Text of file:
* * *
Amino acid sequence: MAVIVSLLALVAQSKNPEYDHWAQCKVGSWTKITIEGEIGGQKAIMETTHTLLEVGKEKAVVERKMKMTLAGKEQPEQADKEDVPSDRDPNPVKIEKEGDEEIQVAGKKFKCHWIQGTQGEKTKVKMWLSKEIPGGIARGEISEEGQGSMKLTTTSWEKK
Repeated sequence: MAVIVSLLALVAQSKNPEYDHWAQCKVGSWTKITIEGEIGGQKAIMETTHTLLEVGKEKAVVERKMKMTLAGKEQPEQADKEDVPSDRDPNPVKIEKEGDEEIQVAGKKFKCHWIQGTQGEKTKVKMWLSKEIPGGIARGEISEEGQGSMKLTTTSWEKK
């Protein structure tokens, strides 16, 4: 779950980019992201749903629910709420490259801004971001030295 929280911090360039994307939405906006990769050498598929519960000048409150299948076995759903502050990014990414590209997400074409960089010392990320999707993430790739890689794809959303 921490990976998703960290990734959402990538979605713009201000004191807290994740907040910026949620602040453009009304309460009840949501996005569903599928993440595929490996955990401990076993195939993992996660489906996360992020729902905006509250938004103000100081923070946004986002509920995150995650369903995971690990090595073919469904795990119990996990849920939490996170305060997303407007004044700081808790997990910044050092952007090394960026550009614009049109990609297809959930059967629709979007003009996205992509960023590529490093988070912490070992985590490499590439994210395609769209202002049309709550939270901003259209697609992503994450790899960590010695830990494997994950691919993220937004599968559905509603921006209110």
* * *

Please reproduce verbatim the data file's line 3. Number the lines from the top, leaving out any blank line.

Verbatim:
């Protein structure tokens, strides 16, 4: 779950980019992201749903629910709420490259801004971001030295 929280911090360039994307939405906006990769050498598929519960000048409150299948076995759903502050990014990414590209997400074409960089010392990320999707993430790739890689794809959303 921490990976998703960290990734959402990538979605713009201000004191807290994740907040910026949620602040453009009304309460009840949501996005569903599928993440595929490996955990401990076993195939993992996660489906996360992020729902905006509250938004103000100081923070946004986002509920995150995650369903995971690990090595073919469904795990119990996990849920939490996170305060997303407007004044700081808790997990910044050092952007090394960026550009614009049109990609297809959930059967629709979007003009996205992509960023590529490093988070912490070992985590490499590439994210395609769209202002049309709550939270901003259209697609992503994450790899960590010695830990494997994950691919993220937004599968559905509603921006209110």